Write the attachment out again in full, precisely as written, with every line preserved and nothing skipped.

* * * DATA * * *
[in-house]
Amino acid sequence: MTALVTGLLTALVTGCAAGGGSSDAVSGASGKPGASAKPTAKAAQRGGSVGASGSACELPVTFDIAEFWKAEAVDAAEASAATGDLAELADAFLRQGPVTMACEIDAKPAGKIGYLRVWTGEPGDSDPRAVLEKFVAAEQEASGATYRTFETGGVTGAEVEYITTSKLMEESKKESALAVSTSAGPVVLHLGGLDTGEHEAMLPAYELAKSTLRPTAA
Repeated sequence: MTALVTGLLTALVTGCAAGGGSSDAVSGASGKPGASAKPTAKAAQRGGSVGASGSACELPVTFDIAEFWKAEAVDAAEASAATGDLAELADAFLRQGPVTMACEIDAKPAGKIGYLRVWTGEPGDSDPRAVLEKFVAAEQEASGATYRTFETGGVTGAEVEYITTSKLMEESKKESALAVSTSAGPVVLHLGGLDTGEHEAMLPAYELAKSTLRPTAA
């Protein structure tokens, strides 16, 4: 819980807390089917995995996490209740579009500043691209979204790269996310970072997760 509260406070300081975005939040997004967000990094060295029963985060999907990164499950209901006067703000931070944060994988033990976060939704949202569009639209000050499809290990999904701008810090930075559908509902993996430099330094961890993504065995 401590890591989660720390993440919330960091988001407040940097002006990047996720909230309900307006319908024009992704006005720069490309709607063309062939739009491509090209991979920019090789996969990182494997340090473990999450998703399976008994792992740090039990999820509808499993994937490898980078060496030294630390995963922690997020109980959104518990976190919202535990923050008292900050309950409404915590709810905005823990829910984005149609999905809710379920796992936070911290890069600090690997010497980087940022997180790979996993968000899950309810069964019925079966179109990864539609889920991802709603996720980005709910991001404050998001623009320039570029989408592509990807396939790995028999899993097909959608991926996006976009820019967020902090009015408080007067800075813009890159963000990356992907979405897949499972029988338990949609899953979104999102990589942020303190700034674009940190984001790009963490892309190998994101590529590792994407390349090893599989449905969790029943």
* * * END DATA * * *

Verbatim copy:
[in-house]
Amino acid sequence: MTALVTGLLTALVTGCAAGGGSSDAVSGASGKPGASAKPTAKAAQRGGSVGASGSACELPVTFDIAEFWKAEAVDAAEASAATGDLAELADAFLRQGPVTMACEIDAKPAGKIGYLRVWTGEPGDSDPRAVLEKFVAAEQEASGATYRTFETGGVTGAEVEYITTSKLMEESKKESALAVSTSAGPVVLHLGGLDTGEHEAMLPAYELAKSTLRPTAA
Repeated sequence: MTALVTGLLTALVTGCAAGGGSSDAVSGASGKPGASAKPTAKAAQRGGSVGASGSACELPVTFDIAEFWKAEAVDAAEASAATGDLAELADAFLRQGPVTMACEIDAKPAGKIGYLRVWTGEPGDSDPRAVLEKFVAAEQEASGATYRTFETGGVTGAEVEYITTSKLMEESKKESALAVSTSAGPVVLHLGGLDTGEHEAMLPAYELAKSTLRPTAA
């Protein structure tokens, strides 16, 4: 819980807390089917995995996490209740579009500043691209979204790269996310970072997760 509260406070300081975005939040997004967000990094060295029963985060999907990164499950209901006067703000931070944060994988033990976060939704949202569009639209000050499809290990999904701008810090930075559908509902993996430099330094961890993504065995 401590890591989660720390993440919330960091988001407040940097002006990047996720909230309900307006319908024009992704006005720069490309709607063309062939739009491509090209991979920019090789996969990182494997340090473990999450998703399976008994792992740090039990999820509808499993994937490898980078060496030294630390995963922690997020109980959104518990976190919202535990923050008292900050309950409404915590709810905005823990829910984005149609999905809710379920796992936070911290890069600090690997010497980087940022997180790979996993968000899950309810069964019925079966179109990864539609889920991802709603996720980005709910991001404050998001623009320039570029989408592509990807396939790995028999899993097909959608991926996006976009820019967020902090009015408080007067800075813009890159963000990356992907979405897949499972029988338990949609899953979104999102990589942020303190700034674009940190984001790009963490892309190998994101590529590792994407390349090893599989449905969790029943």